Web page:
Communicators for governments and government agencies already face critical challenges related to disinformation and the impact of mistrust in leaders and in institutions. This threat could easily migrate to business leaders; wherever they may stand on political issues, they are an “authority” institution that, by its leaders’ actions or inaction, could be a target.
Organizations that are now in the public eye, or may be in the future, and those who need to reach constituents through the media will be most impacted by these issues. External communications and public affairs will be increasingly challenged, as traditional approaches will be inadequate if they don’t address new and constantly changing technology and political realities.
Corporate and investor relations professions for publicly traded companies rely on timely, accurate third-party information about their stocks and the company, including media reports. If even an unchecked rumor can send a stock plunging or skyrocketing, calculated disinformation using deepfake technology could be too difficult to detect until much damage had been accomplished.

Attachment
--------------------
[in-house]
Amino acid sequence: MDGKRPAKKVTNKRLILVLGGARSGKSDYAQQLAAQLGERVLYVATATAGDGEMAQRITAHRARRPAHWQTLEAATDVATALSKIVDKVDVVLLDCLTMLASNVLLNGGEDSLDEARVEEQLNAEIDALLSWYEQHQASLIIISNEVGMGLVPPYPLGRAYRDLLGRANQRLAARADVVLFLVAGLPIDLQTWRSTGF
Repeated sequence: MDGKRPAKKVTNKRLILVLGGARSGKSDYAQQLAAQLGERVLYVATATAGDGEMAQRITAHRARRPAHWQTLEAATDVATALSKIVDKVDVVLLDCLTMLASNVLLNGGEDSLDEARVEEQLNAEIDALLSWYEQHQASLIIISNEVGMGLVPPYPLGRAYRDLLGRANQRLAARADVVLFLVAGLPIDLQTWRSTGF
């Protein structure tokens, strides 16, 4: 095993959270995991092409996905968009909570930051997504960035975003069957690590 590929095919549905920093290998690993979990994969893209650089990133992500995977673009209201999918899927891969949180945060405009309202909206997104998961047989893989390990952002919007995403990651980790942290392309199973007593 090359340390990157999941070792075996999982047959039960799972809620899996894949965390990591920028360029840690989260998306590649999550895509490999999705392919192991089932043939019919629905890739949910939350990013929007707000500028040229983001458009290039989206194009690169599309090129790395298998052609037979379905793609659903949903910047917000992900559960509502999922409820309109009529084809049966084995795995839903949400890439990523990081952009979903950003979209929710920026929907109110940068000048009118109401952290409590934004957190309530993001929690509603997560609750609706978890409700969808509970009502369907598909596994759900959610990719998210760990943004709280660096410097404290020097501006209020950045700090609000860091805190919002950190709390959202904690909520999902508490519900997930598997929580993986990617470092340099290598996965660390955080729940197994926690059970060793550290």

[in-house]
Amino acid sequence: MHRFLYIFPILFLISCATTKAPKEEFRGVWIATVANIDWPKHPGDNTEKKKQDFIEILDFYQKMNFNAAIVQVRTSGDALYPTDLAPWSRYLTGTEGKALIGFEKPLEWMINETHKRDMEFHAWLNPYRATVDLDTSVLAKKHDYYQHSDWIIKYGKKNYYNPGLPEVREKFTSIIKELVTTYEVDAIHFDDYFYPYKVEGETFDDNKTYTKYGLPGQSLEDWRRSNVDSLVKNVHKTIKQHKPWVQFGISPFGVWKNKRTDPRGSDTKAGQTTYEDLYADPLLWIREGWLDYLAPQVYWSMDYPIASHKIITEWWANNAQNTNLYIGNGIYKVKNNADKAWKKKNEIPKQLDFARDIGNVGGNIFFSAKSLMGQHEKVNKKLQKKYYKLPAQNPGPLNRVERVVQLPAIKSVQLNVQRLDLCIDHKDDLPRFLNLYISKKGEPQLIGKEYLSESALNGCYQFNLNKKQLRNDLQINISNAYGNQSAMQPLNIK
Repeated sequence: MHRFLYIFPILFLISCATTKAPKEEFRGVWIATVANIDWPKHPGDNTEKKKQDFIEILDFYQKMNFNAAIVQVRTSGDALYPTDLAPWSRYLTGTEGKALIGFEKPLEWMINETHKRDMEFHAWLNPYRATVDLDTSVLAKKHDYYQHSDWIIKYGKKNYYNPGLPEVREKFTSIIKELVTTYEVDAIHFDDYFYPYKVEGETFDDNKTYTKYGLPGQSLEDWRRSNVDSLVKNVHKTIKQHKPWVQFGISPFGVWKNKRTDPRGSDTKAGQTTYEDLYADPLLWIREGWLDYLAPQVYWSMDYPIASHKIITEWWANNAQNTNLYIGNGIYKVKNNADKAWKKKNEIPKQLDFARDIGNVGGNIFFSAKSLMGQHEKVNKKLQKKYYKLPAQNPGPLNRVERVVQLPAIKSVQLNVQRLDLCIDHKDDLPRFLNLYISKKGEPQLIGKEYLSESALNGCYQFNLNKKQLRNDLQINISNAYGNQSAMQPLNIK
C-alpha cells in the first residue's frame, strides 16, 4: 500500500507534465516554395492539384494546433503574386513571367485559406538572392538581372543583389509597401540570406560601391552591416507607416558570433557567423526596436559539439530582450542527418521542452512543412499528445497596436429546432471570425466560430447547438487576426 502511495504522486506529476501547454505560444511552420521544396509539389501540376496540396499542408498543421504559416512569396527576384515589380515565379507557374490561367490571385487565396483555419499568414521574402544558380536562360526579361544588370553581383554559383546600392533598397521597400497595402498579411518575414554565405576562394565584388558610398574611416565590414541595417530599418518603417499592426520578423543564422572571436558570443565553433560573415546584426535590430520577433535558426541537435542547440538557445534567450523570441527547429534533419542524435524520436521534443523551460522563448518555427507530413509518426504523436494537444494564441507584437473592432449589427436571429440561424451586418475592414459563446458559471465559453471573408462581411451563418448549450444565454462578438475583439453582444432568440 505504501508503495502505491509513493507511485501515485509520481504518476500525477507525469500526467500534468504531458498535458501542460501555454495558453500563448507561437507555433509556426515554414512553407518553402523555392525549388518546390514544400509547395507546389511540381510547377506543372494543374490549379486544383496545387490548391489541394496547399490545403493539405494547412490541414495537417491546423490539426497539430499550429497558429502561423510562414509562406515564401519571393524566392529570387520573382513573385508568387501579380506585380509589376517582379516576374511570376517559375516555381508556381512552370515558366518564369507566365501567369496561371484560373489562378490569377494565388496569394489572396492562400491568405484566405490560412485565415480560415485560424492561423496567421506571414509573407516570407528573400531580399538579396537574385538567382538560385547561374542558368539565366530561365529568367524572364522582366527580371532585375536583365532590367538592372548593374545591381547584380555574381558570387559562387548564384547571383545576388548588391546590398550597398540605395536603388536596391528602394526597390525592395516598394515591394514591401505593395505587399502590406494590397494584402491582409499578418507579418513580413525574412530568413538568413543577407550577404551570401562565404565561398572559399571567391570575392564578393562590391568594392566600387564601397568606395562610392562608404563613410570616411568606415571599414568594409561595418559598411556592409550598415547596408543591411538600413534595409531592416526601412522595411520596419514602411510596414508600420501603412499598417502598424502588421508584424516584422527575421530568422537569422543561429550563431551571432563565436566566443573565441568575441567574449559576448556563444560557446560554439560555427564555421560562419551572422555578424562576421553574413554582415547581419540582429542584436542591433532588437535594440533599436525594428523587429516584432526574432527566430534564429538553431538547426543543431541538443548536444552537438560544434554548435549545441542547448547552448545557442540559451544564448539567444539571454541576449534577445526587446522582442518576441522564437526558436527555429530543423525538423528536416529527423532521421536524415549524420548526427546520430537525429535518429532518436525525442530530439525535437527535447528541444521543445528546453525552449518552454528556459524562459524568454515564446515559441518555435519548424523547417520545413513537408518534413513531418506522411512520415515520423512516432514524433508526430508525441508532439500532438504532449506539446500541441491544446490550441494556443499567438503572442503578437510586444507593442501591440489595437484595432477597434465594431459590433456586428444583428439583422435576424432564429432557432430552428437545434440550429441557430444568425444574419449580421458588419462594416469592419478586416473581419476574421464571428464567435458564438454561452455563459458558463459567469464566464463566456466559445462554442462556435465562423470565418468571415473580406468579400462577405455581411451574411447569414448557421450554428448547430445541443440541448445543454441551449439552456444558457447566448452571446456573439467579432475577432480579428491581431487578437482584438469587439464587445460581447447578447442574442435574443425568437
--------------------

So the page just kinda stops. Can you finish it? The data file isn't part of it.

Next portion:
Public affairs and communications professionals who operate in a climate of division on public/private issues will be affected, as opposition have new tools that are not as easy to monitor, and require fast responses.
The Future of Communications: 6 Trends to Watch
Download the full 2021 Trend Report from the IABC Trends Watch Task Force.
What Do IABC Members Need to Know and Do by Audience?
Businesses and business communicators have a huge opportunity according to the information from the Edelman survey. Business leaders have been tracking higher in trust by employees than their governments, but this year, that gap was at a record level. Sixty-one percent of respondents said they trusted business leaders versus a 53% trust of government (the survey covered 28 countries).